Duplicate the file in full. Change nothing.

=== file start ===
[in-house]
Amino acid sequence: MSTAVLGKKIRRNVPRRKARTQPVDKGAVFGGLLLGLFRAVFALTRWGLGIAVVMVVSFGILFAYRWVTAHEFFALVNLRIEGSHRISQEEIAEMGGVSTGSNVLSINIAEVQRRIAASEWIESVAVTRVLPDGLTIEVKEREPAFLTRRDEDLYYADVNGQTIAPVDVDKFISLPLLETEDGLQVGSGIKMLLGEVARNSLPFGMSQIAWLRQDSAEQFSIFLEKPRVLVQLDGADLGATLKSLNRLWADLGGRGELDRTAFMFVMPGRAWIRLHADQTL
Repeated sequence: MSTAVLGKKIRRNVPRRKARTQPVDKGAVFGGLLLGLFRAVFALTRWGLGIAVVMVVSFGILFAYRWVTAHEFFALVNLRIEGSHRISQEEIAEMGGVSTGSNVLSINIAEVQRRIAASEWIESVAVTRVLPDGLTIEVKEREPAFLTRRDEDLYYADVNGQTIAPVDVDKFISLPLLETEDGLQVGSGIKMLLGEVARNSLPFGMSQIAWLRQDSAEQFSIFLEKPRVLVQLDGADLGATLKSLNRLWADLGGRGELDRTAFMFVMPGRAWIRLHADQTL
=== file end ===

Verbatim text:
[in-house]
Amino acid sequence: MSTAVLGKKIRRNVPRRKARTQPVDKGAVFGGLLLGLFRAVFALTRWGLGIAVVMVVSFGILFAYRWVTAHEFFALVNLRIEGSHRISQEEIAEMGGVSTGSNVLSINIAEVQRRIAASEWIESVAVTRVLPDGLTIEVKEREPAFLTRRDEDLYYADVNGQTIAPVDVDKFISLPLLETEDGLQVGSGIKMLLGEVARNSLPFGMSQIAWLRQDSAEQFSIFLEKPRVLVQLDGADLGATLKSLNRLWADLGGRGELDRTAFMFVMPGRAWIRLHADQTL
Repeated sequence: MSTAVLGKKIRRNVPRRKARTQPVDKGAVFGGLLLGLFRAVFALTRWGLGIAVVMVVSFGILFAYRWVTAHEFFALVNLRIEGSHRISQEEIAEMGGVSTGSNVLSINIAEVQRRIAASEWIESVAVTRVLPDGLTIEVKEREPAFLTRRDEDLYYADVNGQTIAPVDVDKFISLPLLETEDGLQVGSGIKMLLGEVARNSLPFGMSQIAWLRQDSAEQFSIFLEKPRVLVQLDGADLGATLKSLNRLWADLGGRGELDRTAFMFVMPGRAWIRLHADQTL